Written for the concert Uncommon Comrades, performed on June 3, 2007 at Avery Fisher Hall at Lincoln Center.

In late September 1961, while Shostakovich was in Leningrad attending rehearsals of his new Twelfth Symphony, “The Year 1917” (dedicated to the memory of Vladimir Ilich Lenin), Yevgeny Yevtushenko’s poem “Babi Yar,” a candid condemnation of anti-Semitism, was published in Literaturnaya gazeta and came to the composer’s attention. There are indications that Shostakovich began to set Yevtushenko’s poem to music on the spot, a good six months before he informed the young poet and it became public knowledge in the spring of 1962. As he later told Yevtushenko, reading this poem had ignited something akin to a spiritual renaissance in Shostakovich. What he experienced was the urgent need to press his music into the service of “conscience”:

“I think that it is worth dedicating a couple of words to conscience too. It has been forgotten. And it is essential to remember it. Conscience needs to be rehabilitated. Conscience needs to be restored in all its rights. It needs to be supplied a worthy home in human souls. When I complete the Thirteenth Symphony, I will bow low to you for helping me to “represent” the problem of conscience in music.”

Initially, Shostakovich thought that his “Babi Yar” setting might stand alone as a symphonic poem, but finding other socially relevant themes in a book of Yevtushenko’s poetry, he decided to expand his conception into a multi-movement Symphony. Yevtushenko wrote “Fears,” the last of the poems to be selected, at the composer’s express request. Each of the movements of Shostakovich’s Thirteenth Symphony touches upon issues or problems confronting Soviet society of the time; besides anti-Semitism there is the subversive role and resilience of humor, the unenviable lot of Soviet women, the burden and legacy of fear in the post-Stalin period, and, in the final movement, careerism. The Thirteenth Symphony is an unabashedly didactic, moralizing work, a work with an unambiguous point of view. The music is subservient to the text, written to make the words maximally understandable to the audience as well as to enhance the emotional impact of the message. The vocal parts are scored for bass soloist and a chorus of basses—in the score Shostakovich specifies 40-100. This huge chorus of basses sings together as one, in unison throughout, often with the function of reiterating what the soloist has just sung for emphasis.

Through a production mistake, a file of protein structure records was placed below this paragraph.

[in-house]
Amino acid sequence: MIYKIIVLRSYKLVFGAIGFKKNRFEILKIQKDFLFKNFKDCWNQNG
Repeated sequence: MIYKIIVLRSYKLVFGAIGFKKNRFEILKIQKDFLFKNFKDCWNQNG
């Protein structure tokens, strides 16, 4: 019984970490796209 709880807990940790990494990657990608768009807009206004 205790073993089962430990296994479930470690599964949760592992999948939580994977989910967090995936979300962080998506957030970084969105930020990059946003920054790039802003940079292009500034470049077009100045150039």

The urgency of the impulse helps explain why the Thirteenth Symphony was so atypically important to Shostakovich. Normally tight-lipped about works-in-progress, once his idea for the Thirteenth Symphony had crystallized, he spread the news to his friends and started recruiting performers, even before the Symphony was finished. His choice of the poetry of Yevtushenko did not meet with universal approval, but Shostakovich staunchly defended it. When one after another desired performer turned him down—in the case of conductor Yevgeny Mravinsky, resulting in deep feelings of betrayal and a rift in relations—he persevered to find performers who were willing. And when last-minute political machinations and behind-the-scenes intrigue threatened to derail the premiere performance on December 18, 1962 (by the Moscow Philharmonic Orchestra, with bass Vitaly Gromadsky, conducted by Kirill Kondrashin), Shostakovich refused to be intimidated or back down. His enormous musical authority and official stature paid off. Reminiscing years later, he said he had been sure the performance would be banned. Ironically, it was Yevtushenko whose nerve failed under pressure, not Shostakovich. When—in response to an official ultimatum after the premiere—Yevtushenko supplied eight substitute lines for “Babi Yar,” ostensibly in order to “save” the Symphony, the poet’s capitulation irritated the composer and he did not inscribe the replacement lines in his score. (These substitute lines, nevertheless, affected neither the music nor the underlying message.)

After the premiere of a new work, successful or unsuccessful, Shostakovich usually put it behind him and moved on to the next work quickly. But as his principled artistic manifestation of civic conscience, the Thirteenth Symphony retained its significance to the composer. In the summer of 1963, Shostakovich celebrated the first anniversary of its completion with solemnity; he continued to do so in subsequent years. The only other creative milestone he ever commemorated was the date of the premiere of his First Symphony, the work that launched his career.